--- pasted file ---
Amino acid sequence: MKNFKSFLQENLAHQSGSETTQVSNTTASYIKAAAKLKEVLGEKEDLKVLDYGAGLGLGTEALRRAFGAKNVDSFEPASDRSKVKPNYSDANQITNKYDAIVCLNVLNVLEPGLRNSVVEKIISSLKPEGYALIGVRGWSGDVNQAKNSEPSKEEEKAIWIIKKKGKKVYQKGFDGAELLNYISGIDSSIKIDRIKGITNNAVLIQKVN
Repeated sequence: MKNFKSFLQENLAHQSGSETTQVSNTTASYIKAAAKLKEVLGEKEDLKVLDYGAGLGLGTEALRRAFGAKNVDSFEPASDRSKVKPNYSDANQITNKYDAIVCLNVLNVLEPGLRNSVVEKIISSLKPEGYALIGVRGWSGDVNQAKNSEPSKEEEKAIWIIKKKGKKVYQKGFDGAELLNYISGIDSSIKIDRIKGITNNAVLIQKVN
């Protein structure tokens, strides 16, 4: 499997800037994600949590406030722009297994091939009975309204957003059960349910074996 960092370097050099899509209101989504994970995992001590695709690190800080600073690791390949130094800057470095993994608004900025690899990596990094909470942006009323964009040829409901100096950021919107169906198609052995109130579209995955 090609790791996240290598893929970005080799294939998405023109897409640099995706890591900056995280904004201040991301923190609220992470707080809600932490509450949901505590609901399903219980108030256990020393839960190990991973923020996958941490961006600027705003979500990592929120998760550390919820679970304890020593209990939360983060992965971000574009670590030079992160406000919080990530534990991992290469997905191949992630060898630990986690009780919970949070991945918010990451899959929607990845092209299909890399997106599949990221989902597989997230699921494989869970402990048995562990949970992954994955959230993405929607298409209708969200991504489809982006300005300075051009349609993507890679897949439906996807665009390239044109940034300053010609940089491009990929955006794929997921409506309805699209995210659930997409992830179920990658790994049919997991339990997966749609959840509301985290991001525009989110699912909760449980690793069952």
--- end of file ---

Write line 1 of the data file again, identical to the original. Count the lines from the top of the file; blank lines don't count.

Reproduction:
Amino acid sequence: MKNFKSFLQENLAHQSGSETTQVSNTTASYIKAAAKLKEVLGEKEDLKVLDYGAGLGLGTEALRRAFGAKNVDSFEPASDRSKVKPNYSDANQITNKYDAIVCLNVLNVLEPGLRNSVVEKIISSLKPEGYALIGVRGWSGDVNQAKNSEPSKEEEKAIWIIKKKGKKVYQKGFDGAELLNYISGIDSSIKIDRIKGITNNAVLIQKVN